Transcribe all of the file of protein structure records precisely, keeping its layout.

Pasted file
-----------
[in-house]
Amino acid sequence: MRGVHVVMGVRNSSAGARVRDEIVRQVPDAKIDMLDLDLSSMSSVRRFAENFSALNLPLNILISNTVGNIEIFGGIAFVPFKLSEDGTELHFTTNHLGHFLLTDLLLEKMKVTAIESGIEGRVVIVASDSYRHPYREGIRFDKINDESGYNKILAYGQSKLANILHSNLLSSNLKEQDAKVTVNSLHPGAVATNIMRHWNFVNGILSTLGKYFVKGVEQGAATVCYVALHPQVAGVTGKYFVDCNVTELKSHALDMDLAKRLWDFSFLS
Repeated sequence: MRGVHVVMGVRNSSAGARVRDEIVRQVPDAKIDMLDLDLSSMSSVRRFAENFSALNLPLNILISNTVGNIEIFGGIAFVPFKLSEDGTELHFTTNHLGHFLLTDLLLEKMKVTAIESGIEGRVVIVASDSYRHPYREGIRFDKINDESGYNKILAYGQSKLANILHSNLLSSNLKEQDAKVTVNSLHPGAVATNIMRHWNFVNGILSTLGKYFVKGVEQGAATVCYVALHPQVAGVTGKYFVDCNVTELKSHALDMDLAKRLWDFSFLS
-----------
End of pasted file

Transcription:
[in-house]
Amino acid sequence: MRGVHVVMGVRNSSAGARVRDEIVRQVPDAKIDMLDLDLSSMSSVRRFAENFSALNLPLNILISNTVGNIEIFGGIAFVPFKLSEDGTELHFTTNHLGHFLLTDLLLEKMKVTAIESGIEGRVVIVASDSYRHPYREGIRFDKINDESGYNKILAYGQSKLANILHSNLLSSNLKEQDAKVTVNSLHPGAVATNIMRHWNFVNGILSTLGKYFVKGVEQGAATVCYVALHPQVAGVTGKYFVDCNVTELKSHALDMDLAKRLWDFSFLS
Repeated sequence: MRGVHVVMGVRNSSAGARVRDEIVRQVPDAKIDMLDLDLSSMSSVRRFAENFSALNLPLNILISNTVGNIEIFGGIAFVPFKLSEDGTELHFTTNHLGHFLLTDLLLEKMKVTAIESGIEGRVVIVASDSYRHPYREGIRFDKINDESGYNKILAYGQSKLANILHSNLLSSNLKEQDAKVTVNSLHPGAVATNIMRHWNFVNGILSTLGKYFVKGVEQGAATVCYVALHPQVAGVTGKYFVDCNVTELKSHALDMDLAKRLWDFSFLS